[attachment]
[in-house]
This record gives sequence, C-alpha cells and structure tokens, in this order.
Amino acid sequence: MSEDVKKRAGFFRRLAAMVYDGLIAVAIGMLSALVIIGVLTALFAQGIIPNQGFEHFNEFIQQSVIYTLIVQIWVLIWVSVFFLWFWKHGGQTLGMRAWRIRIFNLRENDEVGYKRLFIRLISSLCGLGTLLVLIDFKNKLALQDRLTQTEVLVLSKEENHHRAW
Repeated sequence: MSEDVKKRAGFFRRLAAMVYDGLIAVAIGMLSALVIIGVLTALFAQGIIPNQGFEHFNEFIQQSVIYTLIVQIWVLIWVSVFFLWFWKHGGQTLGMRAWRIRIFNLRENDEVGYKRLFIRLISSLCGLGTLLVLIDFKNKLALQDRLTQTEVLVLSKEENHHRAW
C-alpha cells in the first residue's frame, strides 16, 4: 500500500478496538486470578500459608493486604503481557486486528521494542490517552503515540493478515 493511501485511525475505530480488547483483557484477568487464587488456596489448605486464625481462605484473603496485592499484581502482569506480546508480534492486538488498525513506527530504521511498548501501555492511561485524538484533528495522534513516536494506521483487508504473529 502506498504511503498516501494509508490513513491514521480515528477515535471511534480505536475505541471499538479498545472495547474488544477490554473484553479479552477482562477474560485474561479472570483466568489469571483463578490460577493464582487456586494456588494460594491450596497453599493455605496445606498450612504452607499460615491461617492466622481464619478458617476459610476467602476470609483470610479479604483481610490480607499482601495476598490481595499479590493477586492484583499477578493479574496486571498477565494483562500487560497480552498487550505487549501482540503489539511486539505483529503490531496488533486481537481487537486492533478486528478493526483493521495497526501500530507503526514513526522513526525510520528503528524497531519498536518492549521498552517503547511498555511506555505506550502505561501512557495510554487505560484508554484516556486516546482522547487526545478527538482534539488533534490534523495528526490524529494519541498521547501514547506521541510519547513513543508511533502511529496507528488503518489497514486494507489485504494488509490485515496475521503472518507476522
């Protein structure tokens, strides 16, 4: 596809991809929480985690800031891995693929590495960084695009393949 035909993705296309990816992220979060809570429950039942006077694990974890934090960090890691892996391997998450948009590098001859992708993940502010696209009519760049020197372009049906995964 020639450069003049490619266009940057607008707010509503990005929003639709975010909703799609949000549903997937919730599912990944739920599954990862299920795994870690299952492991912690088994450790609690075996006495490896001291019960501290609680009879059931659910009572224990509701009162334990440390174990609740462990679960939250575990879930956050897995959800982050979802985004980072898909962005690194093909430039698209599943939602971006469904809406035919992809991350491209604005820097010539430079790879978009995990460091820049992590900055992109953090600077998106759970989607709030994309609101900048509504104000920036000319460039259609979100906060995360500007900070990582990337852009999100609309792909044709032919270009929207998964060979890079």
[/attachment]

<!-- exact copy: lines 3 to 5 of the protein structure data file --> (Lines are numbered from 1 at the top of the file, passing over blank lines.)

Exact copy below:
Amino acid sequence: MSEDVKKRAGFFRRLAAMVYDGLIAVAIGMLSALVIIGVLTALFAQGIIPNQGFEHFNEFIQQSVIYTLIVQIWVLIWVSVFFLWFWKHGGQTLGMRAWRIRIFNLRENDEVGYKRLFIRLISSLCGLGTLLVLIDFKNKLALQDRLTQTEVLVLSKEENHHRAW
Repeated sequence: MSEDVKKRAGFFRRLAAMVYDGLIAVAIGMLSALVIIGVLTALFAQGIIPNQGFEHFNEFIQQSVIYTLIVQIWVLIWVSVFFLWFWKHGGQTLGMRAWRIRIFNLRENDEVGYKRLFIRLISSLCGLGTLLVLIDFKNKLALQDRLTQTEVLVLSKEENHHRAW
C-alpha cells in the first residue's frame, strides 16, 4: 500500500478496538486470578500459608493486604503481557486486528521494542490517552503515540493478515 493511501485511525475505530480488547483483557484477568487464587488456596489448605486464625481462605484473603496485592499484581502482569506480546508480534492486538488498525513506527530504521511498548501501555492511561485524538484533528495522534513516536494506521483487508504473529 502506498504511503498516501494509508490513513491514521480515528477515535471511534480505536475505541471499538479498545472495547474488544477490554473484553479479552477482562477474560485474561479472570483466568489469571483463578490460577493464582487456586494456588494460594491450596497453599493455605496445606498450612504452607499460615491461617492466622481464619478458617476459610476467602476470609483470610479479604483481610490480607499482601495476598490481595499479590493477586492484583499477578493479574496486571498477565494483562500487560497480552498487550505487549501482540503489539511486539505483529503490531496488533486481537481487537486492533478486528478493526483493521495497526501500530507503526514513526522513526525510520528503528524497531519498536518492549521498552517503547511498555511506555505506550502505561501512557495510554487505560484508554484516556486516546482522547487526545478527538482534539488533534490534523495528526490524529494519541498521547501514547506521541510519547513513543508511533502511529496507528488503518489497514486494507489485504494488509490485515496475521503472518507476522